This type of massage therapy is also known as “trigger point” massage due to the fact that it targets regions of tension and muscular spasm in the back. The massage therapist directs pressure to a particular region of interest. Neuromuscular massage can sometimes cause soreness at the outset since the focus of its pressure is directly on tender regions. Be sure to communicate with your therapist to identify the appropriate pressure. Similar to Swedish massage, neuromuscular massage also works to flush lactic acid out of the muscles to alleviate pain.

Acupressure

This type of massage stimulates vital spots on the body to impede pain sensations and stimulate the natural pain relievers of the body. In general, the best approach for pain relief is to apply sustained pressure on vital points for one to three minutes. This pressure is applied by using hands, fingers, or other devices.

Shiatsu

This form of massage is very similar to acupressure, as the word shiatsu literally means “finger pressure”. The primary difference is that practitioners of shiatsu do not use their full hands to apply pressure – only the fingers are used.

MASSAGE THERAPY CAN ease chronic pain when the right technique is artfully executed by a perceptive, skilled therapist. It promotes relaxation, relieves tension, and increases blood and oxygen flow to muscles for healing. It also promotes the release of serotonin, the feel-good neurotransmitter, and improves sleep, something often in short supply for those of us living with persistent pain.

  • Deep tissue – is a type of massage that releases restrictive tissue and scarring that develops from injury and leads to musculoskeletal pain. You will probably be sore after, but don’t confuse that with unbearable pain. Keep in mind that too much of this type can cause further muscle tension and could lead to more injury.
  • Trigger point – the goal of trigger point massage is to release the trigger point within a tight muscle. If myofascial pain syndrome is present, as seen in many chronic pain disorders, i.e., fibromyalgia, migraine, spinal degeneration, interstitial cystitis, irritable bladder, arthritic joints, post-surgical scarring, etc., a specialized myofascial trigger point therapist is imperative.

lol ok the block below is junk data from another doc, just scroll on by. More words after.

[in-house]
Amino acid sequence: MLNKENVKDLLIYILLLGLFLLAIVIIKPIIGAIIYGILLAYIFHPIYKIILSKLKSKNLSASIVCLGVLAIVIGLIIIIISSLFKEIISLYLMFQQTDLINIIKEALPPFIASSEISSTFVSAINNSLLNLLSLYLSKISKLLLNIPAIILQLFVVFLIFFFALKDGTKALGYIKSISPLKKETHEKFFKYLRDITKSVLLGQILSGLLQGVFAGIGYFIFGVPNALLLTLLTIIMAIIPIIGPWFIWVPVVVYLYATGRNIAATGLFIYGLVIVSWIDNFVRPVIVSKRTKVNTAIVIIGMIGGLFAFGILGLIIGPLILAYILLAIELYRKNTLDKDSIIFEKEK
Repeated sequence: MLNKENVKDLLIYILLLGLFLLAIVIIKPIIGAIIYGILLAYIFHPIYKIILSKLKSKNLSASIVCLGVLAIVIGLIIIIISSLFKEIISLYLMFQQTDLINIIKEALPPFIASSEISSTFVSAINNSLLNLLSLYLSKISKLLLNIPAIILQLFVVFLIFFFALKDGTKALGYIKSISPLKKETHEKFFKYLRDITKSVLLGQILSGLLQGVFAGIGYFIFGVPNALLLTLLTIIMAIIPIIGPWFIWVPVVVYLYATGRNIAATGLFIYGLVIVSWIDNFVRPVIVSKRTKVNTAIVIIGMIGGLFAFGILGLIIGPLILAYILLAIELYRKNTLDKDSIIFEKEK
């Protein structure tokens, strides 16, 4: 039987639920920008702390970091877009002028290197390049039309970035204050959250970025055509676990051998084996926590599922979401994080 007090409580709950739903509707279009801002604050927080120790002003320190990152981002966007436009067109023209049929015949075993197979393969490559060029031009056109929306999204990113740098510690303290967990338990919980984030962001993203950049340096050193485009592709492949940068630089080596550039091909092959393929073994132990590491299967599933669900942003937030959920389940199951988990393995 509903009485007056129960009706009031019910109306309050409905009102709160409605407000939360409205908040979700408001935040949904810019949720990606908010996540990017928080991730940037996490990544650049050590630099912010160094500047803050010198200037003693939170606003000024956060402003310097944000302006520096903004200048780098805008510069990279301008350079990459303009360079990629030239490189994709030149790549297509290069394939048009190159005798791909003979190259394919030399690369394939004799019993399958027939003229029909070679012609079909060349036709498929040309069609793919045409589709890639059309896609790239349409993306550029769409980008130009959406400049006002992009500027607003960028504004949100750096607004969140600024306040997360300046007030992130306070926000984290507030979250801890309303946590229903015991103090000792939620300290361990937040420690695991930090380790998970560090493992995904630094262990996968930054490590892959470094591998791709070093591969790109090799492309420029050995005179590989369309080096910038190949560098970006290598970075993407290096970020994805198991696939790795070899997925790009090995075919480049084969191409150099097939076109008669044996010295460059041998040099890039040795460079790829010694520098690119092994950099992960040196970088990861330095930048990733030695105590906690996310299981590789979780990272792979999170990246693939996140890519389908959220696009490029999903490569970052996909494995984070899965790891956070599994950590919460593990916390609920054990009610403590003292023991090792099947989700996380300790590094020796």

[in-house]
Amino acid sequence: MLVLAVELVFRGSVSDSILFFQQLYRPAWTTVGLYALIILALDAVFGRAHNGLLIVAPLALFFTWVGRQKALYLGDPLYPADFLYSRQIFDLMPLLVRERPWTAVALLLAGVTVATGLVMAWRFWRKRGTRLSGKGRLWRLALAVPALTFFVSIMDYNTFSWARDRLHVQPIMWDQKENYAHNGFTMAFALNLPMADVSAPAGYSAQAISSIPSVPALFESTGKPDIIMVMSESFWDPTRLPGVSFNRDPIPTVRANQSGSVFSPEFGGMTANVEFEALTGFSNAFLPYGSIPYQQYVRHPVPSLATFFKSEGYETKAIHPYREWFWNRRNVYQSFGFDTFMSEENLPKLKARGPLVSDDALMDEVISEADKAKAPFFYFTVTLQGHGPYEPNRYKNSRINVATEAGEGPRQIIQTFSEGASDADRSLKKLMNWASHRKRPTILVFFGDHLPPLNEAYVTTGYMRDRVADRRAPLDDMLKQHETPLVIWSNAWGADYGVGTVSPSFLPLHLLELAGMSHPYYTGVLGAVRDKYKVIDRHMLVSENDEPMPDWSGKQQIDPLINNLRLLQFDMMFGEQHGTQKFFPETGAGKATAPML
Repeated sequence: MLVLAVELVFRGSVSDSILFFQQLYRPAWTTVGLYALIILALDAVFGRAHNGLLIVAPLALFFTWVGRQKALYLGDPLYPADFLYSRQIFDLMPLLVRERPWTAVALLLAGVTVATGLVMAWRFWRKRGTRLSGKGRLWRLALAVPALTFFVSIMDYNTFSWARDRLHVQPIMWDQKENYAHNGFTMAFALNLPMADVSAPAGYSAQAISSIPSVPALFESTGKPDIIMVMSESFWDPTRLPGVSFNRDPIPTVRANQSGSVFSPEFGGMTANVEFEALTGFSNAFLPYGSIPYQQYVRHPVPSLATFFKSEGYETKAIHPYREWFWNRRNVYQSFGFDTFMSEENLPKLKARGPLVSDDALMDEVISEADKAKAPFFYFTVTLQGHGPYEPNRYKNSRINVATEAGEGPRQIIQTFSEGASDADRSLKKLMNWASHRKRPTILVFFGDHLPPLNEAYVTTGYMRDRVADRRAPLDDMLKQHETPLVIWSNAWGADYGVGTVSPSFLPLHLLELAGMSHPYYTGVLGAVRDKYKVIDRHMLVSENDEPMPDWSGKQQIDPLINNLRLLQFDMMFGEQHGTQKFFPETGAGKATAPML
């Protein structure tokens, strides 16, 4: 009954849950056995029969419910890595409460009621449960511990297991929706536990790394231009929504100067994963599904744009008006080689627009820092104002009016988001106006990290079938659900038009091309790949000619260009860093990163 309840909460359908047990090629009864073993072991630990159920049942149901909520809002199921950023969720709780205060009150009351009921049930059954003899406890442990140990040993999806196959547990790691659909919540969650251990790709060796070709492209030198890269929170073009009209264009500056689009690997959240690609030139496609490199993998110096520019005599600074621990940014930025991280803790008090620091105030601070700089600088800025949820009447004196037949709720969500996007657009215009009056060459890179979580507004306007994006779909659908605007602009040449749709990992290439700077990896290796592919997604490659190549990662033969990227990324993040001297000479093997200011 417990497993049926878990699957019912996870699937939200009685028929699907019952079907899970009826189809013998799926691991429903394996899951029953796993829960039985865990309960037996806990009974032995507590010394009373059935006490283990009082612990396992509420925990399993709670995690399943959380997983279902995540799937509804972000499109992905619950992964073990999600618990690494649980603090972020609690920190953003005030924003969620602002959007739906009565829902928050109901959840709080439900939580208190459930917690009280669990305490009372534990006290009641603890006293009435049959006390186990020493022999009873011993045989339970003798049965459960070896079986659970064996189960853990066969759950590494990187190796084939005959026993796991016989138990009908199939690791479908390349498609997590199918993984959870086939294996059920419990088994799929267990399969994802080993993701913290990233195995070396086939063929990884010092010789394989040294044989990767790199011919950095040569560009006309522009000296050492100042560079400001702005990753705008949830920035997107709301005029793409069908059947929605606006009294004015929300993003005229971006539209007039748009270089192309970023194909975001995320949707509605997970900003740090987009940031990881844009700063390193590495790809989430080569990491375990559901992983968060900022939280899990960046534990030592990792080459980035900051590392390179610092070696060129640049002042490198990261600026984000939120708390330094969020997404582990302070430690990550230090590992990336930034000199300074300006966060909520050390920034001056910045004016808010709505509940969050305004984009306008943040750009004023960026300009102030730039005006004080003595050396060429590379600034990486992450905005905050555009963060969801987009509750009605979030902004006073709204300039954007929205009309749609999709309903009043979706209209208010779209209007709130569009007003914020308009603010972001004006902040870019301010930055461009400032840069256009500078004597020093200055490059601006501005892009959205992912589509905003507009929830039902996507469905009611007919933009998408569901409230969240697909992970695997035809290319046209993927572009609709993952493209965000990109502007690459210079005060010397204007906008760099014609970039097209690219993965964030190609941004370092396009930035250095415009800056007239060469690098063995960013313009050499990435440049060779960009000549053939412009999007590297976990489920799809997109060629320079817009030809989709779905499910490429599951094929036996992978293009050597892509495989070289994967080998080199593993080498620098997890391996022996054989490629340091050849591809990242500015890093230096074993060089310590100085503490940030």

• Myofascial release – targets the thin layer of connective tissue (fascia) that covers and connects all the muscles in the body. Releasing myofascial restrictions focuses on wellness for the body as a whole.
  • Craniosacral massage – is a light touch therapy that prompts proper movement of cerebrospinal fluid around the brain and spinal cord. A therapist’s trained hands can feel restrictions, detect imbalances, and manipulate the affected area.
  • Self-massage – is specific and individualistic. With guidance, consistent therapy often improves outcomes, so don’t be surprised if your therapist gives you homework.

Other massage techniques include Rolfing, spray and stretch, Shiatsu, Hellerwork, acupressure, Alexander Technique, Rosen Method, and more.

The goal

We unconsciously change posture in an effort to find comfort, we tighten and hold muscles in response to pain, and our chronic pain source, like myofascial pain syndrome or joint hypermobility, can have an effect on our muscles and joints too. We could use some help to minimize the effects of these actions.

The goal of massage therapy is to:

  • Relax muscles.
  • Improve joint range of motion.
  • Improve overall body function.
  • Promote feelings of well-being.
  • Ease pain.
more info at:

https://www.amtamassage.org/publications/massage-therapy-journal/massage-chronic-pain/

https://www.amtamassage.org/publications/massage-therapy-journal/massage-for-acute-and-chronic-pain/

https://www.health.harvard.edu/alternative-and-integrative-health/therapeutic-massage-for-pain-relief

https://www.nccih.nih.gov/health/massage-therapy-what-you-need-to-know

Massage Therapy for Chronic Pain Management

Massage is the Future of Chronic Pain Treatment

Therapeutic Deep Tissue, Swedish Massage, Sports Injury Massage Therapy in Santa Barbara, Goleta, Ca.

 

*Disclaimer: This information is not intended to be a substitute for professional medical advice. You should not use this information to diagnose or treat a health problem or disease without consulting with a qualified healthcare provider.
Please consult your healthcare provider with any questions or concerns you may have regarding your condition.
The information provided is for educational purposes only and is not intended as a diagnosis, treatment, or prescription of any kind. The decision to use, or not to use, any information is the sole responsibility of the reader. These statements are not expressions of legal opinion relative to the scope of practice, medical diagnosis, or medical advice, nor do they represent an endorsement of any product, company, or specific massage therapy technique, modality, or approach. All trademarks, registered trademarks, brand names, registered brand names, logos, and company logos referenced in this post are the property of their owners.